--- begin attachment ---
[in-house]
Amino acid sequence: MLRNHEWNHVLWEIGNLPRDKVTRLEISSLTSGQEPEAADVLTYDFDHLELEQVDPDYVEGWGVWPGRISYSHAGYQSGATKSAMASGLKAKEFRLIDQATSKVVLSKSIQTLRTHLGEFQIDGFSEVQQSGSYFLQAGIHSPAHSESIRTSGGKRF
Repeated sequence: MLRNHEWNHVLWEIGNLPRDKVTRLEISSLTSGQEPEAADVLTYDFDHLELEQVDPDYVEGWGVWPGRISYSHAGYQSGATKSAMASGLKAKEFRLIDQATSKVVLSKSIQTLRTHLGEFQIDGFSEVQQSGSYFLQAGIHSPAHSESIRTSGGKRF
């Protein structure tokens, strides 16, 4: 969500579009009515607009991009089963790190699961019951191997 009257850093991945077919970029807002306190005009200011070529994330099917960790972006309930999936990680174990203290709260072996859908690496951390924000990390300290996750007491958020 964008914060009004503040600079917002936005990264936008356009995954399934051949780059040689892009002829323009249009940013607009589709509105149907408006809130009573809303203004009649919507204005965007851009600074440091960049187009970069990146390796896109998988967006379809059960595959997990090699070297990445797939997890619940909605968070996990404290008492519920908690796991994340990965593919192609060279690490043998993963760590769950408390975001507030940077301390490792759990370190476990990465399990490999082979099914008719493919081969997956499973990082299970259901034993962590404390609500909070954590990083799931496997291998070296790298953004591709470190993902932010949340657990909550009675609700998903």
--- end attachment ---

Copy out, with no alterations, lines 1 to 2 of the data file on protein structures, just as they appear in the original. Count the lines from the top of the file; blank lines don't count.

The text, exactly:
[in-house]
Amino acid sequence: MLRNHEWNHVLWEIGNLPRDKVTRLEISSLTSGQEPEAADVLTYDFDHLELEQVDPDYVEGWGVWPGRISYSHAGYQSGATKSAMASGLKAKEFRLIDQATSKVVLSKSIQTLRTHLGEFQIDGFSEVQQSGSYFLQAGIHSPAHSESIRTSGGKRF